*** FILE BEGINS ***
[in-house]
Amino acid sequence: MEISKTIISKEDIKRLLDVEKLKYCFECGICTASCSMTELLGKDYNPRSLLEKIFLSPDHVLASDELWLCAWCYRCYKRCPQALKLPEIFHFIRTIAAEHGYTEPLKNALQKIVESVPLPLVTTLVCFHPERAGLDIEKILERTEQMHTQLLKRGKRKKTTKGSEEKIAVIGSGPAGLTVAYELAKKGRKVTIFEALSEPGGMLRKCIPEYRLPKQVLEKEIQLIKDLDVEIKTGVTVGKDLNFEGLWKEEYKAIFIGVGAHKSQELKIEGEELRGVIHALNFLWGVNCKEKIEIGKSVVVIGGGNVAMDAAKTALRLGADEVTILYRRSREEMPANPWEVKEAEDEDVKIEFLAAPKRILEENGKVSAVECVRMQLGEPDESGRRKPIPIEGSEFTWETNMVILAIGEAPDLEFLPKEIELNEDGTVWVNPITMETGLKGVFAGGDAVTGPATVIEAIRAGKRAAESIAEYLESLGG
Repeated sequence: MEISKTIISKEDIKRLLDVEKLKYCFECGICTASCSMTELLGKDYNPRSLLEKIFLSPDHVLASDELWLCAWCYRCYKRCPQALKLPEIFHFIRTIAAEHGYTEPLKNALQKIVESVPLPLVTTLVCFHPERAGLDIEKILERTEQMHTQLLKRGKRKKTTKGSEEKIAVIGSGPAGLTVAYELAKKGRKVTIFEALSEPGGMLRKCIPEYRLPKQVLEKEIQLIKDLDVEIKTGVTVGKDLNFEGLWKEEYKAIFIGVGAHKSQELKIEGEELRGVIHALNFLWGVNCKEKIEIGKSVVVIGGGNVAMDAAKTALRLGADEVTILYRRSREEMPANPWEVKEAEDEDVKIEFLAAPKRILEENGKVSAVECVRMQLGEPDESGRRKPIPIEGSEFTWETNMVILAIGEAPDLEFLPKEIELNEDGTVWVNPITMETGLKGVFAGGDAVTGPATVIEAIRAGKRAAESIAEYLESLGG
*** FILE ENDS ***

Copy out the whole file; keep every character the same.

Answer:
[in-house]
Amino acid sequence: MEISKTIISKEDIKRLLDVEKLKYCFECGICTASCSMTELLGKDYNPRSLLEKIFLSPDHVLASDELWLCAWCYRCYKRCPQALKLPEIFHFIRTIAAEHGYTEPLKNALQKIVESVPLPLVTTLVCFHPERAGLDIEKILERTEQMHTQLLKRGKRKKTTKGSEEKIAVIGSGPAGLTVAYELAKKGRKVTIFEALSEPGGMLRKCIPEYRLPKQVLEKEIQLIKDLDVEIKTGVTVGKDLNFEGLWKEEYKAIFIGVGAHKSQELKIEGEELRGVIHALNFLWGVNCKEKIEIGKSVVVIGGGNVAMDAAKTALRLGADEVTILYRRSREEMPANPWEVKEAEDEDVKIEFLAAPKRILEENGKVSAVECVRMQLGEPDESGRRKPIPIEGSEFTWETNMVILAIGEAPDLEFLPKEIELNEDGTVWVNPITMETGLKGVFAGGDAVTGPATVIEAIRAGKRAAESIAEYLESLGG
Repeated sequence: MEISKTIISKEDIKRLLDVEKLKYCFECGICTASCSMTELLGKDYNPRSLLEKIFLSPDHVLASDELWLCAWCYRCYKRCPQALKLPEIFHFIRTIAAEHGYTEPLKNALQKIVESVPLPLVTTLVCFHPERAGLDIEKILERTEQMHTQLLKRGKRKKTTKGSEEKIAVIGSGPAGLTVAYELAKKGRKVTIFEALSEPGGMLRKCIPEYRLPKQVLEKEIQLIKDLDVEIKTGVTVGKDLNFEGLWKEEYKAIFIGVGAHKSQELKIEGEELRGVIHALNFLWGVNCKEKIEIGKSVVVIGGGNVAMDAAKTALRLGADEVTILYRRSREEMPANPWEVKEAEDEDVKIEFLAAPKRILEENGKVSAVECVRMQLGEPDESGRRKPIPIEGSEFTWETNMVILAIGEAPDLEFLPKEIELNEDGTVWVNPITMETGLKGVFAGGDAVTGPATVIEAIRAGKRAAESIAEYLESLGG